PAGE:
Hashtag #CatsAgainstBrexit is currently trending on twitter, with users posting images of their kitties accompanied by deep musings about the future of Britain’s relationship with the EU. Counter hashtag #CatsForBrexit also seems to be doing well. But a far more macabre feline-based story ran in The Times this week. Tom Kington writes how the Mafia in Sicily are setting fire to cats and sending them into parks to start fires.
According to the park manager interviewed in the report:
“One of the mob’s arson techniques is to tie a petrol-soaked rag to the tail of a cat and set fire to it. As its tail burns, the cat flees in terror into the undergrowth in the woods, setting fire to everything it touches.
That makes it harder for investigators to figure out where the fire was started and since the cat is eventually incinerated, they never find what caused the fire.”
Once the shock and horror at such unrepentant cruelty has worn off, the immediate response is: why? Not why are the Mafia using cats (though grisly, it seems an effective means of arson), but why are they so interested in starting forest fires?
The answer, it appears, is business. The Mafia may have an interest in reforestation companies, or be planning to build on the land now cleared by the fires. In addition, this could be retaliation against officials who have stopped the Mafia from renting out the public land and claiming EU farming subsidies.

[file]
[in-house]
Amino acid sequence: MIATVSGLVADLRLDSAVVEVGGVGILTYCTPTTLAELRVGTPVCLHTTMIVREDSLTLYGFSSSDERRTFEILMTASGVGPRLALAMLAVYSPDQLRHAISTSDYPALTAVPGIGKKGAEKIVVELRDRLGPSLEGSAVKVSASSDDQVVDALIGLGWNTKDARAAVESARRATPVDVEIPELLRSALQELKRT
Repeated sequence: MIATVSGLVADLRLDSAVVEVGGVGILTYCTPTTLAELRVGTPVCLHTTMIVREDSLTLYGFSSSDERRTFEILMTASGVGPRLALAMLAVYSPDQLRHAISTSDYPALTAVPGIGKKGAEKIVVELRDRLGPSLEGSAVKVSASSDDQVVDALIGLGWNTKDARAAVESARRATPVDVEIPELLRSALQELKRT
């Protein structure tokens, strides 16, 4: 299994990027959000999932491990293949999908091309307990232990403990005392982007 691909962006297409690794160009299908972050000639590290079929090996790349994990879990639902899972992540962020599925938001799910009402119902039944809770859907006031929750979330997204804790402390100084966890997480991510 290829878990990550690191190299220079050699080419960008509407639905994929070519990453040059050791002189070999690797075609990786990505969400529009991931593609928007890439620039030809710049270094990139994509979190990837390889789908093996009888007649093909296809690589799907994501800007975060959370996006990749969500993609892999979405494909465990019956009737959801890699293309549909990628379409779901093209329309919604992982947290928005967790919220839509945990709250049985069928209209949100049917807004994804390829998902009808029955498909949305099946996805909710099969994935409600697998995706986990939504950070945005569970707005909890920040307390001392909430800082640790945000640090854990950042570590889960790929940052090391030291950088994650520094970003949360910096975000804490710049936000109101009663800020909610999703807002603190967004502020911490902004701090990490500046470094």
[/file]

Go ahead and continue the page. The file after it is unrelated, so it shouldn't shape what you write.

At the end of the article, Kington reveals another startling fact:
“About 23,000 forestry staff are employed in Sicily, more than in Canada despite the lack of large forests. Hired over the years by politicians looking for votes, the workers are suspected of starting fires to make their work appear more essential.”
So to sum up:
1) The Mafia start the fires.
2) Forestry workers also start fires to justify their jobs in putting them out.
3) Local politicians employ the forestry workers to gain votes.
4) There are more forestry workers than in Canada although no large forests.
5) The mafia obtain EU subsidies by pretending to work the land.
This toxic mix of cronyism, organised crime, rent-seeking and subsidisation is part of the reason Italy cannot get a hold of its economy. The youth unemployment rate in southern Italy is 75 percent and politicians seem helpless to do anything about it – no wonder, when resources are spent employing redundant workers and siphoning off funds to criminal gangs who destroy public property.
Government corruption and organised crime are the kind of deep-rooted problems that politicians refuse to tackle, preferring flashy rhetoric of the kind that got Virginia Raggi elected as mayor of Rome. But be warned: Sicily’s dead cats are the canary in Italy’s economic coal mine.